Assistant: Matt Goodman
In February 2017, Phil Larson was appointed as assistant dean and chief of staff at the University of Colorado Boulder's College of Engineering and Applied Science.
Larson previously was senior advisor in the Obama White House’s Office of Science and Technology Policy, focusing primarily on issues pertaining to the U.S. space program. Most recently, he was part of Elon Musk's SpaceX team, supporting communications efforts as well as managing corporate projects.
During his time at the White House, Larson worked closely with Dr. John P. Holdren, President Obama’s science and technology advisor, on the nation’s science, technology, and innovation priorities. Larson coordinated policy rollouts and strategic communications across multiple federal agencies, including the Environmental Protection Agency, Federal Aviation Administration, NASA, National Institutes of Health, National Science Foundation, and Departments of Commerce, Defense, Education, and Energy. He also spent time in the White House Office of Management and Budget helping to craft NASA's budget and policy priorities.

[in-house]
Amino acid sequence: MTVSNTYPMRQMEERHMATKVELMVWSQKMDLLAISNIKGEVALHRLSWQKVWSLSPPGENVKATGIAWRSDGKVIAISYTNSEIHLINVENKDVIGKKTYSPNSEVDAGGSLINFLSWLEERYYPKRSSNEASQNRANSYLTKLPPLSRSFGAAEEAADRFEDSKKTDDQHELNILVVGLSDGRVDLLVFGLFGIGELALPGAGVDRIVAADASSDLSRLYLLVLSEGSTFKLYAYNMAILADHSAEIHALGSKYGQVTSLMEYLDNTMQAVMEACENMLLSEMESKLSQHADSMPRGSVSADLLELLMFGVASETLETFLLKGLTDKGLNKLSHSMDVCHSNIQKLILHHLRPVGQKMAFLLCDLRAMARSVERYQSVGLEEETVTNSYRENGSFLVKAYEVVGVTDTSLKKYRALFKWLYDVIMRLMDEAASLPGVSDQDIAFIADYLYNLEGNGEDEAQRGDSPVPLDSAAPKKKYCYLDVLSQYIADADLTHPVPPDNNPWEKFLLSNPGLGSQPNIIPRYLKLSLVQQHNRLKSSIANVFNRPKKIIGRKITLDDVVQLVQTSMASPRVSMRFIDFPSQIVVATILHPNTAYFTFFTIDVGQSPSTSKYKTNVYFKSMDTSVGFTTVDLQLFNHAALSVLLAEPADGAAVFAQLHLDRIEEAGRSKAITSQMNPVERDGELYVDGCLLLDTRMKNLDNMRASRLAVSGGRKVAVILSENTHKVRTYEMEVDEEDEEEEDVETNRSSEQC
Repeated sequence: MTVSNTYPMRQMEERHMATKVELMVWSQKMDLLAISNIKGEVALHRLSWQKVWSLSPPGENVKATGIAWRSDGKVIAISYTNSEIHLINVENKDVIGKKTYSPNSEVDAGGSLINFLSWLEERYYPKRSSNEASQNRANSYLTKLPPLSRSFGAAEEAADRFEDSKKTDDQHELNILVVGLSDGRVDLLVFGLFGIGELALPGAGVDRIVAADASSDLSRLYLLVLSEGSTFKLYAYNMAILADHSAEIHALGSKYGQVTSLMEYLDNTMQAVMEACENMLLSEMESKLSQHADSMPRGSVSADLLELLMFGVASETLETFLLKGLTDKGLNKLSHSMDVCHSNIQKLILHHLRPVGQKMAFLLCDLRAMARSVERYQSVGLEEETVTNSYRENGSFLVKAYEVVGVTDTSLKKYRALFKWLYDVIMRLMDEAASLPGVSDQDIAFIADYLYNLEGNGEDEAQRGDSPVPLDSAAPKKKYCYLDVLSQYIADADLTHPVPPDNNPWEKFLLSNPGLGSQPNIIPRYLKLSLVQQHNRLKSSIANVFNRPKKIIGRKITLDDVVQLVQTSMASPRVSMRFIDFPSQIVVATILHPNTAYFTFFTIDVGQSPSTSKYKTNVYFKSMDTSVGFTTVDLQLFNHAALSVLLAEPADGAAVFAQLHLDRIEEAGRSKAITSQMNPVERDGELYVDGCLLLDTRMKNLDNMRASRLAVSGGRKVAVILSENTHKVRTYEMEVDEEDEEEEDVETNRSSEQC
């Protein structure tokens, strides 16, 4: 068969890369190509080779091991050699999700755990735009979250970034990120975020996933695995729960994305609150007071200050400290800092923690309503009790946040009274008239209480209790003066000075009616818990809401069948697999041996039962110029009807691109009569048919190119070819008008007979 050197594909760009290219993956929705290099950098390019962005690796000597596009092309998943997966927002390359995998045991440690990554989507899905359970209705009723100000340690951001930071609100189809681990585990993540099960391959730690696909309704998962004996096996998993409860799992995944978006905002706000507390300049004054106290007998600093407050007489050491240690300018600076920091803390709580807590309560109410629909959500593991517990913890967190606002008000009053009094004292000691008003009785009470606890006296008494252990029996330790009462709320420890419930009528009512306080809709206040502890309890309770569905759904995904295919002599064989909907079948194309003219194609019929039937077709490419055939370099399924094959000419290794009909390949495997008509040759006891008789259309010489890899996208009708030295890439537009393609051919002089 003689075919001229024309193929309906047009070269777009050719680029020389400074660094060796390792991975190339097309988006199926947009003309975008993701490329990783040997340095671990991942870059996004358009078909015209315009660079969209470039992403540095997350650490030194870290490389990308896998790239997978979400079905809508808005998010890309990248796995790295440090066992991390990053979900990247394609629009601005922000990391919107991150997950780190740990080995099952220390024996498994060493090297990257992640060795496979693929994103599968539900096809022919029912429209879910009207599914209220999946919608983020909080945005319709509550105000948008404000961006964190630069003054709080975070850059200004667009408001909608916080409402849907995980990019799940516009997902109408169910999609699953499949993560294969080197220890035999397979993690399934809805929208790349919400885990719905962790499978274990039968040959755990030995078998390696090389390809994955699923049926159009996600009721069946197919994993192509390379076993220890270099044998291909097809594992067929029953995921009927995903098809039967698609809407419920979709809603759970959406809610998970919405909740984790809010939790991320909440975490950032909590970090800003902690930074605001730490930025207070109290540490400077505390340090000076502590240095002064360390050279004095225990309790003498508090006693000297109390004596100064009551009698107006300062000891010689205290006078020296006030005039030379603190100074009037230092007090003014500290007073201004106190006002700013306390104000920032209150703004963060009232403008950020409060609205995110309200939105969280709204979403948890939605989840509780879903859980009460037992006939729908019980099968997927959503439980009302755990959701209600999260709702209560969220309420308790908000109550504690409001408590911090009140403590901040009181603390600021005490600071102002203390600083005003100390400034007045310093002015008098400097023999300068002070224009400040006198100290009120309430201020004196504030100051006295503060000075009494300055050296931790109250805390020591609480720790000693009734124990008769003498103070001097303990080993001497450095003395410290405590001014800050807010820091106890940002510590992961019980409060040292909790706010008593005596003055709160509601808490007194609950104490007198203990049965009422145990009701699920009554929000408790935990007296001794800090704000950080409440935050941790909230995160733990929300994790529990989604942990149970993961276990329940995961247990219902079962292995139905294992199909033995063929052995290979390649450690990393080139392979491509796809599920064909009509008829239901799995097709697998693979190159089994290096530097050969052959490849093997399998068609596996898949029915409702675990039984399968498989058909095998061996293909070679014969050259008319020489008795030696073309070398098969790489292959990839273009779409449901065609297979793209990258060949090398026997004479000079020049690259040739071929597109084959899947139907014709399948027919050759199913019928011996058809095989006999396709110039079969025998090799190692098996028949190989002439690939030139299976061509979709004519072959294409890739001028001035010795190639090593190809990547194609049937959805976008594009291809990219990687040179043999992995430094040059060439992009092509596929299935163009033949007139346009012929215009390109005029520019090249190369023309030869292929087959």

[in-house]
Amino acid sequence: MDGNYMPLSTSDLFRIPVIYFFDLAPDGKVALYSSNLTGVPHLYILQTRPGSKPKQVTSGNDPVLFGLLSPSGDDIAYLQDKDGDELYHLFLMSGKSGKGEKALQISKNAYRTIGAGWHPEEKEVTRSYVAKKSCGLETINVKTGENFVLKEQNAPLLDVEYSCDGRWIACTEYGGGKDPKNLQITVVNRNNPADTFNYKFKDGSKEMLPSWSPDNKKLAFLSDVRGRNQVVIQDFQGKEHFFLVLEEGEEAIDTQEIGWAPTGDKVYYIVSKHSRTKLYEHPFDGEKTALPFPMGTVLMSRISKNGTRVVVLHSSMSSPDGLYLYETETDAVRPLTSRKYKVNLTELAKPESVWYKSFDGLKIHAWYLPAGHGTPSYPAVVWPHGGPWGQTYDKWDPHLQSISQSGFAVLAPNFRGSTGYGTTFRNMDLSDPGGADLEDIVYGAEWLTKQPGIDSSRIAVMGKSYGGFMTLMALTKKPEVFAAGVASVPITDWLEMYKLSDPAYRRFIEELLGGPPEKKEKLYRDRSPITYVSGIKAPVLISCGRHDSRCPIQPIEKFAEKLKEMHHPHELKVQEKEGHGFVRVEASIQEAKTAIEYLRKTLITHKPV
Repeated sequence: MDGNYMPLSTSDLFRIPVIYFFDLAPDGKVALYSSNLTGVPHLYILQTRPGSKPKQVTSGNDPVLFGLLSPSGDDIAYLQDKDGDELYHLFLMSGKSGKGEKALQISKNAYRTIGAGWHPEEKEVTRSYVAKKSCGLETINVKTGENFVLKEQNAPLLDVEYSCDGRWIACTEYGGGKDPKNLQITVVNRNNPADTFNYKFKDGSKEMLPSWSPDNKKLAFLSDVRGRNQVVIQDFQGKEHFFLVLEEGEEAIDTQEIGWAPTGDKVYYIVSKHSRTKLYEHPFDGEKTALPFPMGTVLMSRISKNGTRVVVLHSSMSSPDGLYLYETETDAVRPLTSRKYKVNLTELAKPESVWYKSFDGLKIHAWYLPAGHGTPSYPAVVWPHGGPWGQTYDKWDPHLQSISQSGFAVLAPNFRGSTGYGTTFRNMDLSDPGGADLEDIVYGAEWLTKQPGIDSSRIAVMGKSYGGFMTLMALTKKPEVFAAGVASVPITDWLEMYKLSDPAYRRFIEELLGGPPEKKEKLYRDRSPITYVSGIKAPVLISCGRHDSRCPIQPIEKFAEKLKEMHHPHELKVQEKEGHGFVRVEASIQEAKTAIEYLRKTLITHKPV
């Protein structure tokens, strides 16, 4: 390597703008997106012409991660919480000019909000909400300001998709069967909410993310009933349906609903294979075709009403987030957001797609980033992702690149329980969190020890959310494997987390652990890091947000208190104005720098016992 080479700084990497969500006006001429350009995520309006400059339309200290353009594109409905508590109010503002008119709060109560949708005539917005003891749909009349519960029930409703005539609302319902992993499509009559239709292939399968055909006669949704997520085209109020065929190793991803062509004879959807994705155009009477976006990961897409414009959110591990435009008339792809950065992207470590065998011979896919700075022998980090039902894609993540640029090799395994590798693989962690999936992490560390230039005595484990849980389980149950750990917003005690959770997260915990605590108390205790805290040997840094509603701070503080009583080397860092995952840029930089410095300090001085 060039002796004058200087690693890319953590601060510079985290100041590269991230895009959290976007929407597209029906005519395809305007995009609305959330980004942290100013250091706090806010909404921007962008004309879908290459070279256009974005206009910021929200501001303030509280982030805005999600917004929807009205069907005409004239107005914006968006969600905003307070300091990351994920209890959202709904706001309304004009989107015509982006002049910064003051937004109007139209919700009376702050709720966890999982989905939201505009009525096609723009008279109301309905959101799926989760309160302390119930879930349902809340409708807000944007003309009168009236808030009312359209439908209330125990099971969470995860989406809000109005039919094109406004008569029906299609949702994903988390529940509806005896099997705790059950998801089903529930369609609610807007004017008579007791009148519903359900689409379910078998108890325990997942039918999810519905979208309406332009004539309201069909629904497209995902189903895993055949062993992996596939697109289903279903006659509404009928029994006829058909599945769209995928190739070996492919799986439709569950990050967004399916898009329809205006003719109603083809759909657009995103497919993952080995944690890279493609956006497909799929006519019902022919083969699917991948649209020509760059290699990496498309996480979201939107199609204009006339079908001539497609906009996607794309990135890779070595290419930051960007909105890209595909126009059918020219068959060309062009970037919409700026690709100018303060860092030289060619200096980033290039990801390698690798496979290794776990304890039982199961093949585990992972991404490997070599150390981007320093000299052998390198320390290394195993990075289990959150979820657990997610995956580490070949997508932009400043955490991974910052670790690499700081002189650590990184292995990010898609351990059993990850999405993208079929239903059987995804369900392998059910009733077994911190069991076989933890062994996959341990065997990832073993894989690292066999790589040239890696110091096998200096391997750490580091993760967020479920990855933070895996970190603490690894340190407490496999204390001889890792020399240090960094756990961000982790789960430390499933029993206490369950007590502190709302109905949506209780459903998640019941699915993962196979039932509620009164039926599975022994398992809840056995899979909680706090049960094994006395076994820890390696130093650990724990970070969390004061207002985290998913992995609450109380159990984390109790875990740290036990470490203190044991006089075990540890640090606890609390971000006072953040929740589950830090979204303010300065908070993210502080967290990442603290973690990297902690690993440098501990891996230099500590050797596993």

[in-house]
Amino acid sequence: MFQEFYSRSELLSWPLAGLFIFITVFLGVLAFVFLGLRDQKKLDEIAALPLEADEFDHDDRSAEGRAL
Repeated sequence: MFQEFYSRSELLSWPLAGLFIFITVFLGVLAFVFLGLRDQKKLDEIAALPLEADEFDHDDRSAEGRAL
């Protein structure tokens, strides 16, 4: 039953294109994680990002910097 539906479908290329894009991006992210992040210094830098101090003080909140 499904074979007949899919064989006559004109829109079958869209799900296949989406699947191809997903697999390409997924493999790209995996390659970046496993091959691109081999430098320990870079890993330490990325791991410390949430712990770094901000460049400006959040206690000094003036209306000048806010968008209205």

At SpaceX, Larson was part of the company’s strategic communications efforts and led the overall digital strategy. He led major communications rollouts, including a university student STEM competition, and a first-of-its-kind Mars partnership with NASA. He also collaborated with the FAA, NASA, Department of Defense, U.S. industry, and foreign entities on SpaceX launch campaigns.
Larson is on the board of The Space Foundation, Embry-Riddle Aeronautical University’s Commercial Space Operations advisory board, and the Science and Entertainment Exchange at the National Academy of Sciences. He received a bachelor of science degree in aerospace studies, with minors in space studies, psychology, human factors, and communications, from Embry-Riddle. He completed graduate coursework in science and technology policy from The George Washington University before taking a job in the White House Office of Science and Technology Policy in 2009.